Customers-first a novel approach for immigration
Enforcement mindset out, client-centred approach in
What began as a friendly challenge between immigration officials and university students has brought on a fundamental shift in how the Immigration Department deals with applicants.
For example, now when people contact the department’s Montreal-based client support centre for help, the first thing they hear is no longer a warning that disgruntled callers should not verbally abuse the agent.
People also won’t be brushed away quickly for their questions simply because their application has not reached the minimum processing time that officials think should warrant concern.
The cultural shift from an enforcement mindset to a clientcentred approach could mark a new era at Immigration, Refugees and Citizenship Canada, which has long faced complaints about poor customer service, long processing times and failing to provide timely and accurate information to applicants.
In January, the department quietly launched a client experience branch and appointed Michelle Lattimore, a long-time civil servant, to head the new unit, which is responsible for the client support call centre, service strategy and a new “service insights and experimentation division” of 10 staffers to make dealing with immigration a more pleasant experience.
An improved customer service, advocates say, can make Canada a more attractive destination for visitors, students and immigrants in the increasingly competitive world of global migration.
“I support the initiative but it may take years before it really happens,” said immigration lawyer and policy analyst Richard Kurland. “What (Lattimore) needs to do is bring down the blinders. The department has information and does not disclose it to people, forcing them to use call centres. It is a core problem.”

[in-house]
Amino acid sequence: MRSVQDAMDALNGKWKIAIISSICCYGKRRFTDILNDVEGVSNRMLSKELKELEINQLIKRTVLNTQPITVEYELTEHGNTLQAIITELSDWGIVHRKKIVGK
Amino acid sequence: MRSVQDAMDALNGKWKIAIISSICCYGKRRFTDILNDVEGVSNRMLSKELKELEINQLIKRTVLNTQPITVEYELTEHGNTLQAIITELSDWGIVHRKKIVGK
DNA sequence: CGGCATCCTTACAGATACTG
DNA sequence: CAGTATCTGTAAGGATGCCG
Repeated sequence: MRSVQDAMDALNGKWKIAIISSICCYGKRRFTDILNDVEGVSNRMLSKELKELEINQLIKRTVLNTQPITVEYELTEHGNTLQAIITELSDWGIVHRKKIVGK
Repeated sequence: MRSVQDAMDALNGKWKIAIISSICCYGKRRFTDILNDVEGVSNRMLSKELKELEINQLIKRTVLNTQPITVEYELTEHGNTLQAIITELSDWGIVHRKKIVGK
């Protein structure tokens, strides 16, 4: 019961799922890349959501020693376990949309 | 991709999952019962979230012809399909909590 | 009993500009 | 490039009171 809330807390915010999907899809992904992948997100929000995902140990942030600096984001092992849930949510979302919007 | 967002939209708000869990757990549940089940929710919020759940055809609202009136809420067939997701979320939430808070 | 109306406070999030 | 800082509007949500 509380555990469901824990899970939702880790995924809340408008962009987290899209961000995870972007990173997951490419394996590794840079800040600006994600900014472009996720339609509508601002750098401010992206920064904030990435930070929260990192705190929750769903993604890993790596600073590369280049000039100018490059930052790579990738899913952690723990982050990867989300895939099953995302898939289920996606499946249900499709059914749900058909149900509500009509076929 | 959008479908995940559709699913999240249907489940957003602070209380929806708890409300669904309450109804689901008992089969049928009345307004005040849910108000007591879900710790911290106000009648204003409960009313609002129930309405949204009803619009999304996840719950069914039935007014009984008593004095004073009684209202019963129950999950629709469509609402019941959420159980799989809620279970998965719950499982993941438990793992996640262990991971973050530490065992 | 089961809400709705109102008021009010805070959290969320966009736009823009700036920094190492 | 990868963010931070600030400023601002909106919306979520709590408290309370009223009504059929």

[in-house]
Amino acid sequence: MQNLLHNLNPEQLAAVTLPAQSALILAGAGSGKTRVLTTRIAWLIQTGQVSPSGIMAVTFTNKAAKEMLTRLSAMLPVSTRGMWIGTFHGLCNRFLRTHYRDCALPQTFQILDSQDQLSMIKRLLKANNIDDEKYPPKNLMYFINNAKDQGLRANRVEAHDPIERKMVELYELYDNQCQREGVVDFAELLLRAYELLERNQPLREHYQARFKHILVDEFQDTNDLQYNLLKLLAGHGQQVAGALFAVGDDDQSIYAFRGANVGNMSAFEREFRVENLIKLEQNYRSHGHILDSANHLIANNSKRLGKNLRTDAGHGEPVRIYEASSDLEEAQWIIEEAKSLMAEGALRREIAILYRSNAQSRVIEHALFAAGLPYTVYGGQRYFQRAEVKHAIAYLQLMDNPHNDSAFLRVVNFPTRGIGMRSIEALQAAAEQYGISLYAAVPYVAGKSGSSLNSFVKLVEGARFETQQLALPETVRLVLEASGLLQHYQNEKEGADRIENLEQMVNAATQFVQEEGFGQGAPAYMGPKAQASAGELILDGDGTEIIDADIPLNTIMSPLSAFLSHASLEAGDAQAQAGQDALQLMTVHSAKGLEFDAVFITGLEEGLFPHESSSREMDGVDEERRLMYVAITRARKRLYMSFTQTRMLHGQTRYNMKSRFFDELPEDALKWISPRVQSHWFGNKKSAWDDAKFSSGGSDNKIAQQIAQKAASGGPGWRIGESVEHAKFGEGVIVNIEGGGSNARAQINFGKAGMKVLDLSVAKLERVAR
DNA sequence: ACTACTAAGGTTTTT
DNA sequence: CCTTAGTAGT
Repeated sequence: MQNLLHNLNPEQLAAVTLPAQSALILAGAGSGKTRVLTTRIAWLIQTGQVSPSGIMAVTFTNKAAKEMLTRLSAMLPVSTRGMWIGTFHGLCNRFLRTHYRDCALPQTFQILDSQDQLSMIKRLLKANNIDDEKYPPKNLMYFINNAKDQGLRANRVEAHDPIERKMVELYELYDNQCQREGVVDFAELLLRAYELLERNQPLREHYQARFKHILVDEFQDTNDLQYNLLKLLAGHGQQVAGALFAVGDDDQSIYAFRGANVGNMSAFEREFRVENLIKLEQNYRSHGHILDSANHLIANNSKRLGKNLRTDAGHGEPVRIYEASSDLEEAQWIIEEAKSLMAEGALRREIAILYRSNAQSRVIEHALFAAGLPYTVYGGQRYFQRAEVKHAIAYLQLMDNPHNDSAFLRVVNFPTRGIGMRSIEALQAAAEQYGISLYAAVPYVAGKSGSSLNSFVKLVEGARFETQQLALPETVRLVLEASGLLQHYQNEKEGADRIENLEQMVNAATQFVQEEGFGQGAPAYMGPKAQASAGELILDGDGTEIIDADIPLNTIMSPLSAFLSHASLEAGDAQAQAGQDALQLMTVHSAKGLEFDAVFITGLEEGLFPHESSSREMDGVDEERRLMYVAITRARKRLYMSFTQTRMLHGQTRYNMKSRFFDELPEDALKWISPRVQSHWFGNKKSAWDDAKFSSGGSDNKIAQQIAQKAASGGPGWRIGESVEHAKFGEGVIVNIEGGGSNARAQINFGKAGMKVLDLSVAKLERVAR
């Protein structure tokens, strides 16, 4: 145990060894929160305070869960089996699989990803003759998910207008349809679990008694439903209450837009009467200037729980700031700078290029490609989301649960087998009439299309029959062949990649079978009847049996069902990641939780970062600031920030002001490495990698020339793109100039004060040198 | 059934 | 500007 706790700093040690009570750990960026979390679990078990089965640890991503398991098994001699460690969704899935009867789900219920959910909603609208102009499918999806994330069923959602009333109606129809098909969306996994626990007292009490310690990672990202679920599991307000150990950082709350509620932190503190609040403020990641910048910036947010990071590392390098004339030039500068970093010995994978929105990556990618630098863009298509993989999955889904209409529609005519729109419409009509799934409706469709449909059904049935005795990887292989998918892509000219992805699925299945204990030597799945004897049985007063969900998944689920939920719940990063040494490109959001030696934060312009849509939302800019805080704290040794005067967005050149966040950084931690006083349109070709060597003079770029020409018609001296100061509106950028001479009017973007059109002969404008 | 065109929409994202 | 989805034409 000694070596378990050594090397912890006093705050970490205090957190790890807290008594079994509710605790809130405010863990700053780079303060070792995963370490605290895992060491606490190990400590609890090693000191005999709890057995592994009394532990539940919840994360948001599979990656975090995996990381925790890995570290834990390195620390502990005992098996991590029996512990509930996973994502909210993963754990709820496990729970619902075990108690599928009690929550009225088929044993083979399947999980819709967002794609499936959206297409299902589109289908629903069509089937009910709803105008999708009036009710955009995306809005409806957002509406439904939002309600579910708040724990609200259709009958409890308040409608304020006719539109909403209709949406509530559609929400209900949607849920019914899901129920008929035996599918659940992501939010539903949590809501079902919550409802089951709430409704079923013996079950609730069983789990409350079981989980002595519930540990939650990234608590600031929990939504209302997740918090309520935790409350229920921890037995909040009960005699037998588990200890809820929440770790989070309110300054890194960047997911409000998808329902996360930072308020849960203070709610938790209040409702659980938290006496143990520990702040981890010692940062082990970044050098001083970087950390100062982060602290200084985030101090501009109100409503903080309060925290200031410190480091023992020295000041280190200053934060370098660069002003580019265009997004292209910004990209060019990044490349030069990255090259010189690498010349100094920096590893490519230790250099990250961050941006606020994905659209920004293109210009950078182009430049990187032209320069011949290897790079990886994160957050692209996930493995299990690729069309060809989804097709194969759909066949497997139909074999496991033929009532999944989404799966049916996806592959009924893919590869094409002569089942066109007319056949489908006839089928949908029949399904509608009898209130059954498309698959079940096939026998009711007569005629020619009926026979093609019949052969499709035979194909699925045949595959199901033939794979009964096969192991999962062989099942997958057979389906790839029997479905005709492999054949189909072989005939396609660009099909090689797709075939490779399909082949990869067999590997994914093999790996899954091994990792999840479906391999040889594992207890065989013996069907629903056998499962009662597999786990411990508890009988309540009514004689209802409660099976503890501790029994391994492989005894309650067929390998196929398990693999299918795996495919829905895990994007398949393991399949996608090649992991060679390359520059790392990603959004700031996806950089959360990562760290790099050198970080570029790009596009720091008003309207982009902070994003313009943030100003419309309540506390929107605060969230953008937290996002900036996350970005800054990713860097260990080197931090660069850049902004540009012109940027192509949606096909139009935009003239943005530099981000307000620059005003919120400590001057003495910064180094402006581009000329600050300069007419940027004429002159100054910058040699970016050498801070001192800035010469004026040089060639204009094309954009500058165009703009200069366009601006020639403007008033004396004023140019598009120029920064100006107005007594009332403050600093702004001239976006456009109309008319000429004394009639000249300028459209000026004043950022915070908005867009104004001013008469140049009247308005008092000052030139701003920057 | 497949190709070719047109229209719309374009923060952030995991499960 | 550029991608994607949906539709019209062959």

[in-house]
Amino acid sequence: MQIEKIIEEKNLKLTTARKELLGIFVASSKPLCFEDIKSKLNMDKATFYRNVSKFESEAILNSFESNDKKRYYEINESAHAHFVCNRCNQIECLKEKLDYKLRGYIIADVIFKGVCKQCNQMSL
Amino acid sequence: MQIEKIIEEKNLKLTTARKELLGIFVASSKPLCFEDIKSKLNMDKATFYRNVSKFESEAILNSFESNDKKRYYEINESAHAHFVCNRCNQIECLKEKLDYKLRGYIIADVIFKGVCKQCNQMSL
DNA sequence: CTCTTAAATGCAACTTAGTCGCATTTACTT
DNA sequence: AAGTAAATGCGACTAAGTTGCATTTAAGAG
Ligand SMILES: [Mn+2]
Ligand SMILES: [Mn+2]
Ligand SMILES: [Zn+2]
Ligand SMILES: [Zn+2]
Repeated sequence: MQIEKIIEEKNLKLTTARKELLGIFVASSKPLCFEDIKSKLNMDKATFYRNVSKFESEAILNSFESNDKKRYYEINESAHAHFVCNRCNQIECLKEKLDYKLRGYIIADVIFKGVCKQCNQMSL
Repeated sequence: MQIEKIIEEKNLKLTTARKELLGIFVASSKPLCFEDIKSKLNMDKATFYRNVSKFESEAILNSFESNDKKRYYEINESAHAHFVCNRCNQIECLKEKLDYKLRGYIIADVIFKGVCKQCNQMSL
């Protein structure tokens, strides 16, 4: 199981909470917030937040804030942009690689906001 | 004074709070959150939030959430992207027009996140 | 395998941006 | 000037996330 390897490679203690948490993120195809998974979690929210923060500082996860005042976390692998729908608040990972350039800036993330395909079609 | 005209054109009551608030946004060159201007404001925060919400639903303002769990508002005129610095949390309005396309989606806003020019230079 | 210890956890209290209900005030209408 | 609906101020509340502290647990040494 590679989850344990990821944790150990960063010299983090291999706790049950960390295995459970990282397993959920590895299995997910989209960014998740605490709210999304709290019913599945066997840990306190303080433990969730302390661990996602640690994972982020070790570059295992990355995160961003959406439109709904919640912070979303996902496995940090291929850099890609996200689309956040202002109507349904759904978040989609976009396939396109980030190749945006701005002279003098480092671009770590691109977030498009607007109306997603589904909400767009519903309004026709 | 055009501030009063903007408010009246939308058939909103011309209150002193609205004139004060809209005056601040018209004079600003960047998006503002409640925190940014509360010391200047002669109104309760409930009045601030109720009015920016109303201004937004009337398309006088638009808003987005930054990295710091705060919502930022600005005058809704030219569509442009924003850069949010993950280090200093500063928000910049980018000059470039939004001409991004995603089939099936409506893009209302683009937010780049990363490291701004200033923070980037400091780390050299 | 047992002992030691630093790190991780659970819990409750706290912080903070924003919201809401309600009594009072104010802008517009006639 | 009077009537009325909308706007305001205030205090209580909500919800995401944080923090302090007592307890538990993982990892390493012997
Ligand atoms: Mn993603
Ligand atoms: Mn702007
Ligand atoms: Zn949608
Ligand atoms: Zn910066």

Lattimore has been involved in the Immigration Department’s restructuring of the client services functions since the spring of 2015 but the work was sidetracked by the new Liberal government’s resettlement of 25,000 Syrian refugees.
In May 2016, Lattimore spearheaded the “Family Class Design Challenge” — in partnership with the Treasury Board, Privy Council and the Ontario College of Art and Design (OCAD) University — to explore ways to improve customer satisfaction with the spousal sponsorship program, which has always been a sore point of the immigration system.
The competition pitted a team of civil servants from across departments against OCAD graduate students. They hit the streets to do random interviews about Canadians’ experience with the family sponsorship program.
One surprising finding was that those interviewed said they were more concerned with the department’s reluctance to disclose information during the waiting period than they were with the actual length of the processing time.
“Tiny investments make a big difference in people’s lives,” said Lattimore, who plans to roll out more “challenges” for ideas to improve immigration client service. “It’s not new for us to view immigration as a service. What’s new is we are looking at service from a client’s perspective.”
michelle Lattimore was appointed head of Immigration, Refugees and Citizenship Canada’s new client experience branch in January.